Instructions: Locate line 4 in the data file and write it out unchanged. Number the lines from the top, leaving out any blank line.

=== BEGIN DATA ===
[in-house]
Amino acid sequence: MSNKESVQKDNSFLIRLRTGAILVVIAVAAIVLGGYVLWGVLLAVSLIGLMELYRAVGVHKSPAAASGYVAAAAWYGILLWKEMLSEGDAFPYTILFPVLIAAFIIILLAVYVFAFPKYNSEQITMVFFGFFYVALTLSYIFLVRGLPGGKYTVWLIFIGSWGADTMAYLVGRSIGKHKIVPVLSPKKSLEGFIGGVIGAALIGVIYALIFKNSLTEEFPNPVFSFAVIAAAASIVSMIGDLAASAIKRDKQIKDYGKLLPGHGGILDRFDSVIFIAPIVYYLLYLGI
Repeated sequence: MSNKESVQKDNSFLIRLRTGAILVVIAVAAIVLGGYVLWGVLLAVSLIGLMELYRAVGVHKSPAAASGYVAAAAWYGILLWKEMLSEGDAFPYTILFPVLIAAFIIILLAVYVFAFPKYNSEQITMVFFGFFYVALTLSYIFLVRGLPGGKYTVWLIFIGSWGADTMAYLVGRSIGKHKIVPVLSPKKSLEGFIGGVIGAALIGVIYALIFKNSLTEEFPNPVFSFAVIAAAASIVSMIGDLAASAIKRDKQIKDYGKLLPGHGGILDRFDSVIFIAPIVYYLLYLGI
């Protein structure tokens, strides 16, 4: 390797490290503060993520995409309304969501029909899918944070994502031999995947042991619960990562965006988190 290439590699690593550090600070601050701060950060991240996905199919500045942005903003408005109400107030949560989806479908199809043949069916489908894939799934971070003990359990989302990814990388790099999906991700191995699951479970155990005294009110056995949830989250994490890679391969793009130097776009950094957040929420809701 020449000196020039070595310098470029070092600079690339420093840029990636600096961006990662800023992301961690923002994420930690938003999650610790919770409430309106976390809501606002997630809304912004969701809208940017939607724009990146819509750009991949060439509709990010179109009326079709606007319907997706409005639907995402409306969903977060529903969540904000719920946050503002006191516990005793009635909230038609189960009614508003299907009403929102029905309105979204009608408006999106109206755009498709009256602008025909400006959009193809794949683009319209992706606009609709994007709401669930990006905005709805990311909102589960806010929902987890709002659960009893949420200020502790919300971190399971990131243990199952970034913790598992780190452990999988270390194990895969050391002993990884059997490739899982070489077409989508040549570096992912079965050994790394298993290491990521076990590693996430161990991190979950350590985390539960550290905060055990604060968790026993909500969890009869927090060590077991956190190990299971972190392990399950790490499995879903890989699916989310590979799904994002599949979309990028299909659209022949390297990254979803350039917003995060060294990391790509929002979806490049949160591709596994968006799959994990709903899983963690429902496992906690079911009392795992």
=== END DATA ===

């Protein structure tokens, strides 16, 4: 390797490290503060993520995409309304969501029909899918944070994502031999995947042991619960990562965006988190 290439590699690593550090600070601050701060950060991240996905199919500045942005903003408005109400107030949560989806479908199809043949069916489908894939799934971070003990359990989302990814990388790099999906991700191995699951479970155990005294009110056995949830989250994490890679391969793009130097776009950094957040929420809701 020449000196020039070595310098470029070092600079690339420093840029990636600096961006990662800023992301961690923002994420930690938003999650610790919770409430309106976390809501606002997630809304912004969701809208940017939607724009990146819509750009991949060439509709990010179109009326079709606007319907997706409005639907995402409306969903977060529903969540904000719920946050503002006191516990005793009635909230038609189960009614508003299907009403929102029905309105979204009608408006999106109206755009498709009256602008025909400006959009193809794949683009319209992706606009609709994007709401669930990006905005709805990311909102589960806010929902987890709002659960009893949420200020502790919300971190399971990131243990199952970034913790598992780190452990999988270390194990895969050391002993990884059997490739899982070489077409989508040549570096992912079965050994790394298993290491990521076990590693996430161990991190979950350590985390539960550290905060055990604060968790026993909500969890009869927090060590077991956190190990299971972190392990399950790490499995879903890989699916989310590979799904994002599949979309990028299909659209022949390297990254979803350039917003995060060294990391790509929002979806490049949160591709596994968006799959994990709903899983963690429902496992906690079911009392795992």